Insect on a branch

May 26, 2024
Advancing research in biocontrols

Platform10 is an initiative to spur development and adoption of biopesticides and biocontrols through grower education and collaboration with manufacturers.

The program, a byproduct of the Salinas Biological Summit, will see its first field trials this year in California, with international trials planned for 2025. Platform10 is led by summit organizers Western Growers and Wharf42, a New Zealand consultancy that supports development of international agrifood systems.

“We wanted the summit to lead to action on behalf of the industry,” said Dennis Donohue, director of the Western Growers Center for Innovation & Technology, an AgTech startup incubator in Salinas, California. “We decided to launch a branded initiative that focused on education, communication and grower-led innovation. That innovation is anchored by a Global Grower Trial Network that will work on key problems that require new tools, and address regulatory priorities and customer interests.”

Text Box with company names participating in field trials with Platform10

The initial field trials will be managed by the Western Growers Center for Innovation & Technology in Salinas. Unaffiliated third parties will oversee the trials, working with each company that developed the biopesticides being tested.

Initial research is focusing on six crops from 10 growers in California and major pests/diseases that growers of those crops battle: leafy greens (Impatiens Necrotic Spot Virus, western flower thrips, pythium), table grapes (mealybugs, powdery mildew, botrytis), strawberries (lygus bugs, macrophomina, phytophthora), tomatoes (beet curly top virus, spread by beet leafhoppers; and tomato spotted wilt virus, spread by thrips) almonds and citrus (citrus thrips, red scale).

Less chemistry, more biology

Donohue said the California trials are expected to kick off in the second half of the year. “The goal is to be testing continuously in a ‘live’ commercial setting so products can be evaluated in a real-world situation,” Donohue said.

Companies chosen for the first field trials are AgroSpheres, Bayer, Boost Biomes, Impello Bio, Lallemand, ProFarm Group, Summit Agro and Vestaron.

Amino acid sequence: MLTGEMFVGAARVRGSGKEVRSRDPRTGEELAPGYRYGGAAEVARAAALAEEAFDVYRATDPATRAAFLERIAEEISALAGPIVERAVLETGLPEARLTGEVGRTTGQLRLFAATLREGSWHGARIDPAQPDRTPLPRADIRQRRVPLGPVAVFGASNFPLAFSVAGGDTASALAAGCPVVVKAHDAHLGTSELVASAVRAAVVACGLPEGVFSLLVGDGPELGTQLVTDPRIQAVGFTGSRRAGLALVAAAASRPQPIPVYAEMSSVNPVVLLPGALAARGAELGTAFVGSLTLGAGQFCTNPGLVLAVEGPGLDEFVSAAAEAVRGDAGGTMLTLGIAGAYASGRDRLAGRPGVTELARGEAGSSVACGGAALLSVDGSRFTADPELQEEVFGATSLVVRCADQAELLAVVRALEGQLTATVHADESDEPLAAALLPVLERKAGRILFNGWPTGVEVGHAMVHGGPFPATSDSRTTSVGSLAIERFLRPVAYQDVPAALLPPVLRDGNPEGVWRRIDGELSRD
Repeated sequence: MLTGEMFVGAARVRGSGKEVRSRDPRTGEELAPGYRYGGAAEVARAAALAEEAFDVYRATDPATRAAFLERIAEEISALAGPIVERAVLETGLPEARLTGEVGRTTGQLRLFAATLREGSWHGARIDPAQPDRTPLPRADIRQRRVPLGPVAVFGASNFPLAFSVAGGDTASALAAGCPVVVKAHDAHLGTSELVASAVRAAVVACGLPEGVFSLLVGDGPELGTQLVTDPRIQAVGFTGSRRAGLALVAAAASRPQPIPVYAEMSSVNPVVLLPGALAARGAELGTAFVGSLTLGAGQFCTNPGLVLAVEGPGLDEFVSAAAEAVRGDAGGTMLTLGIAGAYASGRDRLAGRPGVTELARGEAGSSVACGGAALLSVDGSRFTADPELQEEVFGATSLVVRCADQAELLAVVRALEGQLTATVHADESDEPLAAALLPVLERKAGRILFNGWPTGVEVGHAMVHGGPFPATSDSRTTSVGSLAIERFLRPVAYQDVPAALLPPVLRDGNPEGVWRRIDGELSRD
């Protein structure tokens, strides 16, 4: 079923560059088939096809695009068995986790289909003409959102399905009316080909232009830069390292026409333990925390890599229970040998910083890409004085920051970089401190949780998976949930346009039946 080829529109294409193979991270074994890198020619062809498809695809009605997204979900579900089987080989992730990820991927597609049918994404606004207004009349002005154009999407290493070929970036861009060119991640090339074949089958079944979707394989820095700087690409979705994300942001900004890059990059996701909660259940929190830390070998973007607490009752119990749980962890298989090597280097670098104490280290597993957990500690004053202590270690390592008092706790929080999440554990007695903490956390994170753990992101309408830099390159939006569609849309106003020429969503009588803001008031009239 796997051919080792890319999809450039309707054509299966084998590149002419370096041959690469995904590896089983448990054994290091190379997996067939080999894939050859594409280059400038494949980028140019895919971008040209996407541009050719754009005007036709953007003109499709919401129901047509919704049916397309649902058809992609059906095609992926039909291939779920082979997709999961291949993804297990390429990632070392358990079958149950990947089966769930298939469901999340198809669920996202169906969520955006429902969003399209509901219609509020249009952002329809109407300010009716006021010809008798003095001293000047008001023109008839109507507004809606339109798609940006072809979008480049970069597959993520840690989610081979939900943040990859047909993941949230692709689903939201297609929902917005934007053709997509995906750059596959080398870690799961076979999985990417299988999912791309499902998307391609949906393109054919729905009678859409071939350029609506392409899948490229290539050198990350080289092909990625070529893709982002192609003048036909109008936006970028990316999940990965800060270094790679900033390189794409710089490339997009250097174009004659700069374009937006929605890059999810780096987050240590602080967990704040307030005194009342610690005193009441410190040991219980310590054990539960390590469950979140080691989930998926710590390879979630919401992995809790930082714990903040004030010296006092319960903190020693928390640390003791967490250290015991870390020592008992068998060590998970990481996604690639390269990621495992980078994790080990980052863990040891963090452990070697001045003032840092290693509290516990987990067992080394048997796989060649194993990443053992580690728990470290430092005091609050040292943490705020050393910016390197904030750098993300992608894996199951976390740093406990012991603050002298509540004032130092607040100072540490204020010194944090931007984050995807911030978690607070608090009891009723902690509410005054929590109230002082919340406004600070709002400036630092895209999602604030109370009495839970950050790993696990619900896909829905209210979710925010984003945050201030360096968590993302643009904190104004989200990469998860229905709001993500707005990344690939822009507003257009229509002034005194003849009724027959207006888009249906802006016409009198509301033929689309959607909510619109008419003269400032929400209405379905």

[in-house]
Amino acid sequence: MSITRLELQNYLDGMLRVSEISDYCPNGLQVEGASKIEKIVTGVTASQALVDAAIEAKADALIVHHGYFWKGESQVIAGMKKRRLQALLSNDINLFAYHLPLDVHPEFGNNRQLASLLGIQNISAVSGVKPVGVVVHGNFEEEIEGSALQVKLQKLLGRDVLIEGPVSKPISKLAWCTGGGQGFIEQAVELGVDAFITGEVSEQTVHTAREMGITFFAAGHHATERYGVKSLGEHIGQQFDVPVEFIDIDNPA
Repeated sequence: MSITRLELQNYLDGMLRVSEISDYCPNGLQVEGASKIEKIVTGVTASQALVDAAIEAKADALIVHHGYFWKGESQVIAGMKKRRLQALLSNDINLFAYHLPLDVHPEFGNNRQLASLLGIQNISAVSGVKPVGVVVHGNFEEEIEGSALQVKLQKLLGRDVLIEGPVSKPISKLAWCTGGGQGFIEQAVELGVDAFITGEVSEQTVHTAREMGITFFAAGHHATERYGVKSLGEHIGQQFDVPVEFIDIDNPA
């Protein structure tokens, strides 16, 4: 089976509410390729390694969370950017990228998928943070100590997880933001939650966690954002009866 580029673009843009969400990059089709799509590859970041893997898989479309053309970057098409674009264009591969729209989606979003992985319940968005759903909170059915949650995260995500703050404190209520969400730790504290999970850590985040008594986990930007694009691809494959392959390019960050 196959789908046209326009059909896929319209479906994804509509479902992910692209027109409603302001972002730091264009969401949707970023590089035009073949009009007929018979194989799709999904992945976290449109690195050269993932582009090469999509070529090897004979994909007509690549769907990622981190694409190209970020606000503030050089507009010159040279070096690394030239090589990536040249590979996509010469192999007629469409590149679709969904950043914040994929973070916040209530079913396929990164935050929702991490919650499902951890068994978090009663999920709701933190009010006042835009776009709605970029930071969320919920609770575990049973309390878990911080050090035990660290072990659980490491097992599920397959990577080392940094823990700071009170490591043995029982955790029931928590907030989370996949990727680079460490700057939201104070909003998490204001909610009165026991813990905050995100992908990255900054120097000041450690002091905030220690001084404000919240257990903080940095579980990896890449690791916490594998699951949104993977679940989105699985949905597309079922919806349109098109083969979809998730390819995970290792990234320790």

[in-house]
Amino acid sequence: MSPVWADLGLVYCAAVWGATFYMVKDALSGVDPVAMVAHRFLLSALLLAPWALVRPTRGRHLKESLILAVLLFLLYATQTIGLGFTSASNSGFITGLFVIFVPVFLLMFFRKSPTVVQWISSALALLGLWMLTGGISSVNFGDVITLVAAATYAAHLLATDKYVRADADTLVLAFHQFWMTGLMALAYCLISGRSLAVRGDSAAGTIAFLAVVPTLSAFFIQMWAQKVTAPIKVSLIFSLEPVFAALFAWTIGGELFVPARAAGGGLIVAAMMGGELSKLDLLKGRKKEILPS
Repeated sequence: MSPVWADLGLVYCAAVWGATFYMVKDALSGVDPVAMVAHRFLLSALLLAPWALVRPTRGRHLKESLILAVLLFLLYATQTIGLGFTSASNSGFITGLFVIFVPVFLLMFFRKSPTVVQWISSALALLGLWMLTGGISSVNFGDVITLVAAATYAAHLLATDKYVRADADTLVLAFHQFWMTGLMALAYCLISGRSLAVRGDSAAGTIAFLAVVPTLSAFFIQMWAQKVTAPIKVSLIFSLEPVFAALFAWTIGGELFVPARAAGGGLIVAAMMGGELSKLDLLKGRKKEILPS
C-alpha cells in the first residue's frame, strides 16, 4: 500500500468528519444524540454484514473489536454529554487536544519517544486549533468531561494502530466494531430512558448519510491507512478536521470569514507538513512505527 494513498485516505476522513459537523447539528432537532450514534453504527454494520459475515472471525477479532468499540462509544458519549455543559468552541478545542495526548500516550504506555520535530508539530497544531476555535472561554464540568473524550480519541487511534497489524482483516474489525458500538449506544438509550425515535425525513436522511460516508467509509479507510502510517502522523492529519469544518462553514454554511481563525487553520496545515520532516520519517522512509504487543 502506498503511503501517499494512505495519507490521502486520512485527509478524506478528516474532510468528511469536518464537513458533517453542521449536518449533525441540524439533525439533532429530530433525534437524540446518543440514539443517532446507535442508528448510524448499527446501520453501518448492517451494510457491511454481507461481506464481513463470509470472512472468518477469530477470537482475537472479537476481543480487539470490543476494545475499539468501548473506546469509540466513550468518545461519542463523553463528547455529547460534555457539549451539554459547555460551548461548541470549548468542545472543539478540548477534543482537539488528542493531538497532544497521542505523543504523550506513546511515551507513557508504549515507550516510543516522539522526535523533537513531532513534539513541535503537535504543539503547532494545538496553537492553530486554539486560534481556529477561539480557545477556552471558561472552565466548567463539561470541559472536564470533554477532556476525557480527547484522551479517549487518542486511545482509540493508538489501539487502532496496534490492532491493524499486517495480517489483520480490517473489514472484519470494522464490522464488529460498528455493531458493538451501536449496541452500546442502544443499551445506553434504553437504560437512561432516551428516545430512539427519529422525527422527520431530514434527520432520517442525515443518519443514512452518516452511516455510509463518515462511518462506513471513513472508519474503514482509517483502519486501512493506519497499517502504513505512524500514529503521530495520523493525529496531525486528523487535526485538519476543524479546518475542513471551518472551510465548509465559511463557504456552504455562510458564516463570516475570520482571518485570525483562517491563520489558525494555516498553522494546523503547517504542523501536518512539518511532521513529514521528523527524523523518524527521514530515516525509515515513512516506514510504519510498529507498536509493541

“We are primarily working with products that have some trial data, registration progress and some funding,” Donohue said. “The goal is acceleration through intentional and strategic focus.” Field trials in other countries are expected in 2023; Donohue said domestic trials should work out any issues before the program expands internationally.

The plan is to announce new cohorts of product companies to participate in field trials every two years.

“This is a multi-year initiative to provide focus around key challenges and opportunities for the coming decade,” Donohue said. Global reach Donohue said research in other countries is key.

“The global aspect is designed to also create scale possibilities for the purposes of helping drive better cost opportunities for growers,” he said. “The global piece is quite important for the purposes of better economics and accelerated results on key problems.”

Platform10’s Global Partner Network details will be announced at the second annual Salinas Biological Summit, June 25-26.

Details about applying to participate in the global trials will be posted on the Platform10 website,, and social media channels. Interested companies can learn more by sending an email to [email protected].

Platform 10 biologicals

Donohue said that “getting growers in the room” is an important focus of the biological summit. Research without spreading the word doesn’t advance the science to adoption among specialty crop growers. That’s why field trials, in connection with education at the summit and other channels, are important.

“Growers are more open to biologicals, but do have concerns about inconsistent results,” Donohue said. “But they certainly understand that we are heading towards a change in the (integrated pest management) ‘pie chart’ of less chemistry and more biology. “We think grower-led innovation is a key. Growers listen to other growers, so the commercial setting is critical.”

By Chris Koger, contributing editor

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